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Censoring a World Leader By Paul Walker

     In these crazy times, here is where censorship over the coronavirus has gone, with Facebook removing a post by the president of Brazil, Jair Bolsonaro:
  https://www.breitbart.com/tech/2020/03/31/coronavirus-facebook-removes-post-by-brazilian-president-jair-bolsonaro/

“Shortly after Twitter removed a post about the coronavirus pandemic by Brazilian president Jair Bolsonaro, Facebook followed suit also removing the president’s post from its platform as well. TechCrunch reports that Facebook has appeared to stray from its general policy of not fact-checking politicians and removed a post by Brazilian President Jair Bolsonaro relating to the coronavirus pandemic. On Sunday, Bolsonaro shared a post stating that “hydroxychloroquine is working in all places,” to treat the coronavirus, Facebook removed the post to prevent the spread of “misinformation that could lead to physical harm.” The company said in a statement to TechCrunch: “We remove content on Facebook and Instagram that violates our Community Standards, which do not allow misinformation that could lead to physical harm.” Facebook says it specifically prohibits false claims relating to cures, treatments, the availability of essential services and outbreak locations. The removal of the post was first reported by BBC News Brazil. In the video which was removed Bolsonaro had been speaking to a street vendor and stated that “They want to work.” Bolsonaro also added that “medicine there, hydroxychloroquine, is working in all places.”

Breitbart News reporter Allum Bokhari reported this week that Twitter had also removed posts by Bolsonaro, writing: The deleted videos consist of videos of Bolsonaro discussing the Chinese virus with Brazilian citizens, emphasizing the need to balance concern about the pandemic with economic reality.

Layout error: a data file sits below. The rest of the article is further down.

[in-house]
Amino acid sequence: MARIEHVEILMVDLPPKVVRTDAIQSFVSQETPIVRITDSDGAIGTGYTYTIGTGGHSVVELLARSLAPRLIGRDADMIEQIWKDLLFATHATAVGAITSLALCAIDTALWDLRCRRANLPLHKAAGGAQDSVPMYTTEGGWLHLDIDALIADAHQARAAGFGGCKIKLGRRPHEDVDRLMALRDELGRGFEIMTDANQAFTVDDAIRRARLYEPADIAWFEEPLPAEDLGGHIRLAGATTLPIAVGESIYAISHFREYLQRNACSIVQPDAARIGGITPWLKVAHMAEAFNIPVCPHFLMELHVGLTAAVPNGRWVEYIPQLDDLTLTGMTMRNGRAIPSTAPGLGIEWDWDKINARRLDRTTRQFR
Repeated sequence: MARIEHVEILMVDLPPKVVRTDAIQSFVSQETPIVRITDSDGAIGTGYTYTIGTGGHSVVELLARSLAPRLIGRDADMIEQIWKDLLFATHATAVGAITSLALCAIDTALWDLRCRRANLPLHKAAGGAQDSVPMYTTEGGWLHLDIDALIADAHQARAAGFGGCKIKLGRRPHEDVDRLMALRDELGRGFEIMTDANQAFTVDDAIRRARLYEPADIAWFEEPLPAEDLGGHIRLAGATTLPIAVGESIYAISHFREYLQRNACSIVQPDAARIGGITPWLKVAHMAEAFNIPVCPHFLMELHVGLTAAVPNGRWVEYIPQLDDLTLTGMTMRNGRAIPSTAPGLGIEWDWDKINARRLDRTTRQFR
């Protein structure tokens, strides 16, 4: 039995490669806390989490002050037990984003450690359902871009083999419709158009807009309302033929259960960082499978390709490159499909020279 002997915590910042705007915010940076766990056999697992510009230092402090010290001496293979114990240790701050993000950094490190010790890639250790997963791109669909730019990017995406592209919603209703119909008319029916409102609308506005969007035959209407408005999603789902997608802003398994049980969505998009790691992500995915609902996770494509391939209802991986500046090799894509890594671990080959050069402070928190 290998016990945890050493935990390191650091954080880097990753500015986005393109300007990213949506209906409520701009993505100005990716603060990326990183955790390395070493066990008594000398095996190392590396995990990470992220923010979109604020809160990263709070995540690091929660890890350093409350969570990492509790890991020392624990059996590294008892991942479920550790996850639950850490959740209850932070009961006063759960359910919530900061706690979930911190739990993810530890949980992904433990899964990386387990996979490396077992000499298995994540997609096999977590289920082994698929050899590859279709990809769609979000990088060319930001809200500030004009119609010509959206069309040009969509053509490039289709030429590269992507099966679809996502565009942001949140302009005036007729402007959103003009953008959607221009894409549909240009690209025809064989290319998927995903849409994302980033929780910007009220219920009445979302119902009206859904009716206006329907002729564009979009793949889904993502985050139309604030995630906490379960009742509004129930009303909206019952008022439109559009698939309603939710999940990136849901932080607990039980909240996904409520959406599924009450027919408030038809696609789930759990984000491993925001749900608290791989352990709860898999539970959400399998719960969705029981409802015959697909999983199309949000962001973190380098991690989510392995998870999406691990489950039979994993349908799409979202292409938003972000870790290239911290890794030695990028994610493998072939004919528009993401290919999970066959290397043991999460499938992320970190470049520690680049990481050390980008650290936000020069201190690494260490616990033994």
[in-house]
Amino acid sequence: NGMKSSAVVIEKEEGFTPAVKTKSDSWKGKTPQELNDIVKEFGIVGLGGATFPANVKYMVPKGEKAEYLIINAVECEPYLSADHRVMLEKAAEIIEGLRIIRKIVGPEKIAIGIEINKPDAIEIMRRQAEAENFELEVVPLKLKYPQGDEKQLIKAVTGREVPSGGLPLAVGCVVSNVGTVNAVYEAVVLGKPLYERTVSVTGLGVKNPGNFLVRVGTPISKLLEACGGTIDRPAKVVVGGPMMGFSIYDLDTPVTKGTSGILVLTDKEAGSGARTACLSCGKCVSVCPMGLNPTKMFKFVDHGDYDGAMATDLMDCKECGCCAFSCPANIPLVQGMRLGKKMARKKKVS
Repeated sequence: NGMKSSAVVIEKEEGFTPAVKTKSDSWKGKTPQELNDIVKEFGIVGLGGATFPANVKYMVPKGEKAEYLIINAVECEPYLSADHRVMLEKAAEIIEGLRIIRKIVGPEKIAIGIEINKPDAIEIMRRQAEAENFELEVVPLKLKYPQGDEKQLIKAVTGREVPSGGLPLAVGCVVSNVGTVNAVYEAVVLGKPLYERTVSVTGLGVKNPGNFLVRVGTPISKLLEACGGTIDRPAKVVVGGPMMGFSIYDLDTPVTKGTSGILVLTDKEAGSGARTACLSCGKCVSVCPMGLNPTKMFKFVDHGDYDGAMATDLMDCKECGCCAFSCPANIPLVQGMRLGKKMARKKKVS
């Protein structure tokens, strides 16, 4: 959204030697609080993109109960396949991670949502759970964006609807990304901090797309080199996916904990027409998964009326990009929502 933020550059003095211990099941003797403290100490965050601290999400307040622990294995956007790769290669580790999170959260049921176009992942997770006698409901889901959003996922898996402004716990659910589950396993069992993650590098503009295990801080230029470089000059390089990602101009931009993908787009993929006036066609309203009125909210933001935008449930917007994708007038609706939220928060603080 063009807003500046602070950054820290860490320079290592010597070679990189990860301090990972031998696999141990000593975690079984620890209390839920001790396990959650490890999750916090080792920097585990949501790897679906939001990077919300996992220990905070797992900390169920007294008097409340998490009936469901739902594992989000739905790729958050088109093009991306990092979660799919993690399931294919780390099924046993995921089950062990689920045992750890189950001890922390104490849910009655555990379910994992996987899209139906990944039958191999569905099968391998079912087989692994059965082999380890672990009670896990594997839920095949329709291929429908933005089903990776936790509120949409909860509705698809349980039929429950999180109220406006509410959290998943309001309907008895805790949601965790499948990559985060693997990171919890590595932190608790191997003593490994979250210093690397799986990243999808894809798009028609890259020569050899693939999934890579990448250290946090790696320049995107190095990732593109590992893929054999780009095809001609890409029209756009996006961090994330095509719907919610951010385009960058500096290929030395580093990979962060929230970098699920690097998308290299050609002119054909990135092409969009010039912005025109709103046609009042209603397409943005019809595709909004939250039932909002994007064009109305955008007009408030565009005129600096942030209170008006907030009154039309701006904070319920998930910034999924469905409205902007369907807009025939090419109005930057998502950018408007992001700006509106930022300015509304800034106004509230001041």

According to Yahoo:
In one of the deleted videos, Bolsonaro tells a street vendor, “What I have been hearing from people is that they want to work.” “What I have said from the beginning is that ‘we are going to be careful, the over-65s stay at home,’” he said. “We just can’t stand still, there is fear because if you don’t die of the disease, you starve,” the vendor is seen telling Bolsonaro, who responds: “You’re not going to die!” In another video, the president calls for a “return to normality,” questioning quarantine measures imposed by governors and some mayors across the giant South American country as an effective containment measure against the virus. “If it continues like this, with the amount of unemployment what we will have later is a very serious problem that will take years to be resolved,” he said of the isolation measures. Responding to a request for comment, a Twitter spokeswoman cited the platform’s new rules against misinformation, which Breitbart News reported on earlier this month. According to the spokeswoman, the rules cover content that “could be against public health information provided by official sources and could put people at greater risk of transmitting COVID-19.”However, as Breitbart News reported last week, Twitter has not clamped down on misinformation about the virus posted by Chinese officials, even after U.S. lawmakers have brought it to their attention.”

     This is legitimate political comment by a world leader, who even if his opinion is wrong, still needs to be heard, because we need to know what is happening in Brazil, and knowing the thoughts of its president is highly relevant.
  https://www.breitbart.com/tech/2020/03/30/twitter-removes-jair-bolsonaros-tweets-about-chinese-virus/

     The problem here is that “misinformation” is an essentially contested concept, and the Left have as their theme song, that knowledge is socially constructed, and not read off of reality as the empiricists thought, merely by unmediated looking. Theories and concepts influence things, so what counts as misinformation is also contestable. Banning material is therefore irrational because only by examining competing ideas can we get any sort of handle on what is likely to be correct of not.

 

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Tuesday, 26 May 2020
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